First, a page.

x Abu Dhabi, UAEMonday 24 July 2017

Planners put the brakes on new buildings without parking plans

Construction of residential and office buildings in the capital will be blocked unless designers allow for sufficient parking in their proposals, the Urban Planning Council has said.

ABU DHABI // Construction of residential and office buildings in the capital will be blocked unless designers allow for sufficient parking in their proposals, the Urban Planning Council has said. In the past, buildings were constructed with inadequate parking, which means drivers are often forced to park cars in potentially obstructive and dangerous places. The design review branch of the planning council said it would now refuse projects if it believed they would contribute to parking problems.

Falah al Ahbabi, the general manager of the council, said: "Developers don't always include parking in their plans. But now we have the design review. The street is not a car park. It will take time, but we're taking all the parking off the streets, and creating a better public realm." The original city plan, which was designed in the early 1970s, did not fully account for the rapid population growth of Abu Dhabi today, and designs did not provide buildings with sufficient parking spaces.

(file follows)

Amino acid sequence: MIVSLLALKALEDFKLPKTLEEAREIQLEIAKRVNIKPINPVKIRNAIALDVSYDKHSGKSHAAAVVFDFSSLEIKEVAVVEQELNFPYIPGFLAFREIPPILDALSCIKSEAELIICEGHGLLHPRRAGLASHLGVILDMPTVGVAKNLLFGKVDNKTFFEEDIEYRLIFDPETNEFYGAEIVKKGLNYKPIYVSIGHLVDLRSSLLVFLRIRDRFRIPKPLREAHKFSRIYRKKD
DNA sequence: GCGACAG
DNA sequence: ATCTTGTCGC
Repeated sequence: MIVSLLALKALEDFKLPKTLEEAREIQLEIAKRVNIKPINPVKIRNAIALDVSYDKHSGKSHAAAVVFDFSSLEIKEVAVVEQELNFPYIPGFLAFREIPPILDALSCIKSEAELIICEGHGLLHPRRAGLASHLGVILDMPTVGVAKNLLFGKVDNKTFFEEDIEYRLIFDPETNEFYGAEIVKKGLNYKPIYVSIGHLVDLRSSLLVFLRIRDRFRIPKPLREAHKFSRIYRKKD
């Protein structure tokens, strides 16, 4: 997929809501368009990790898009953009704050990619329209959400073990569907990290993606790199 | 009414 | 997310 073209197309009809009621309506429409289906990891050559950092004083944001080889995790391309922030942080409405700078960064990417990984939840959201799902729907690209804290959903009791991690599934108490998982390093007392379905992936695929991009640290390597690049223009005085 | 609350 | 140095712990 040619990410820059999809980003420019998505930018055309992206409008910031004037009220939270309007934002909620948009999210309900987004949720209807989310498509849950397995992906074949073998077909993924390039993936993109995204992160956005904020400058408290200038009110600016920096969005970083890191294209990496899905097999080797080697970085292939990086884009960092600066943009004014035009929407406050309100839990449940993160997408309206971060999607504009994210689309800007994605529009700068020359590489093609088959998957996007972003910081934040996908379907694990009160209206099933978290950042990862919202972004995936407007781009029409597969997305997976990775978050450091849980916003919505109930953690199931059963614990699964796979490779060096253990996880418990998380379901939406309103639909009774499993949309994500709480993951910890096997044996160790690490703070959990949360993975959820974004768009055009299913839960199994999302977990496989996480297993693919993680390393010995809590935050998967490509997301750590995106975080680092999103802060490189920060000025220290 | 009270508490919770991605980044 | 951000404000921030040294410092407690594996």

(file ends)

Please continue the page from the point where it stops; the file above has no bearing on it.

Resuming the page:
One of the requirements of the Abu Dhabi 2030 Plan, launched in 2007, was getting parked cars off the street and out of sight to make the city more beautiful, pedestrian-friendly and less congested. Paid parking will be introduced in the capital next year to further increase the pressure on motorists to use proper car parks. Mr al Ahbabi said a combination of underground and multi-storey car parks were necessary. He said the emirate's high water table meant underground parks could not go below four storeys deep without being dangerous. For tall buildings, it makes more sense to have parking facilities above ground, he said. He confirmed proposals had been rejected as a result of failing to account for parking. Architects and designers were being told to submit new plans before the projects could gain approval. Mr al Ahbabi did not identify specific developments. The Tourist Club area is among the most densely developed areas in the city, with high-rise office and apartment towers on every street. But many of these buildings, most of which were put up in the early stages of Abu Dhabi's modernisation, do not provide parking. The downtown central business district is another area where parking is a problem. With high-rise buildings lining the streets around Airport Road and Electra Street, sprawling car parks occupy valuable inner city land behind them. Planners believe this space would be better used for pedestrians. jhume@thenational.ae